21 AUGUST 1886, Page 17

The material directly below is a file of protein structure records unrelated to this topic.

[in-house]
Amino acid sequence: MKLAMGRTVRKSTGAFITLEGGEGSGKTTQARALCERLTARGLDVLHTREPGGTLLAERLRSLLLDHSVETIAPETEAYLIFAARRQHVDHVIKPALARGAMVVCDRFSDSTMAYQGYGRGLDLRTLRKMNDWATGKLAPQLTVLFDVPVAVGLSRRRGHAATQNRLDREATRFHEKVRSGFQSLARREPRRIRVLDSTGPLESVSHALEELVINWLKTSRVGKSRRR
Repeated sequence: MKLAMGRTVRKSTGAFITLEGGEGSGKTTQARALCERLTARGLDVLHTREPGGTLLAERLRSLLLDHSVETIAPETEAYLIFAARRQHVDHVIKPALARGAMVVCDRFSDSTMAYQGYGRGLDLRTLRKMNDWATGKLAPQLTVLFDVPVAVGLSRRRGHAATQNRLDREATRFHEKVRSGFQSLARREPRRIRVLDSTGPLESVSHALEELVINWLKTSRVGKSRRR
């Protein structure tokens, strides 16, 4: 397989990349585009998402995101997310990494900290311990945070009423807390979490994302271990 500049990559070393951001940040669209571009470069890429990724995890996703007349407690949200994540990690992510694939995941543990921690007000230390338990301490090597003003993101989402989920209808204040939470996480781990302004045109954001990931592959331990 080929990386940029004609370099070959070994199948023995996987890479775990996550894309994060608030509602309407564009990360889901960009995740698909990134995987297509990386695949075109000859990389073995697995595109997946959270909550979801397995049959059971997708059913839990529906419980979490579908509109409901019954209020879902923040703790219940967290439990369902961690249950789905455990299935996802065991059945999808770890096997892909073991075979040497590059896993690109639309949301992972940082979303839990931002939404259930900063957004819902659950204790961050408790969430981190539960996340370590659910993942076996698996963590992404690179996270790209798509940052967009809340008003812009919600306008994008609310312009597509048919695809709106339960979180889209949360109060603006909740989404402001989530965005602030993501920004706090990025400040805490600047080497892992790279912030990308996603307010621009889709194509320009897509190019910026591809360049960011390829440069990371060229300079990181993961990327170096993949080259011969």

ospscrArov..”i SIR,—It is a satisfaction to those who like myself are workers in the cause of the higher education of girls, to see the sound and sensible line which the Spectator, in contrast with many other papers, takes on the subject of Dr. Withers-Moore's address. I cannot help thinking he missed a great opportunity. It is of no use to tell the young women of the middle and professional classes not to work or think, because in the problematic occurrence of their marriage their possible children may be less successful ; they have to qualify themselves in many cases for bread-winning for themselves, and marriage seems every year less possible for them, however good, modest, pretty, or charming they may be. They must acquire marketable knowledge when this is the case, whatever the doctors say. If Dr. Withers-Moore had impressed on the parents of the girls who go in for higher education not to fret and worry them about examinations, or make them feel that their characters are blighted if they do not pass—(I knew a case in which a father encouraged a nervous girl to pass the Junior Examination by say- ing he would never forgive her if she did not)—not to let them sit up late at work ; not to listen to their protestations that unless they work beyond their proper hours they will get behind other girls ; and, above all, to keep them as much as possible in an atmosphere of home, peace, and freedom from worry, with undis- turbed quiet for their home studies, I think he would have done far more for the mental and bodily health of the young genera- tion of girls than by assuring us of what we all knew before, that overwork is detrimental, and assuming that overwork and higher education are synonymous. Where this is attended to, I know by my own experience that the girls almost invariably do well both in their mental and physical progress. But girls have nerves, and " nagging " does them far more physical harm than regular study.—I am, Sir, &c.,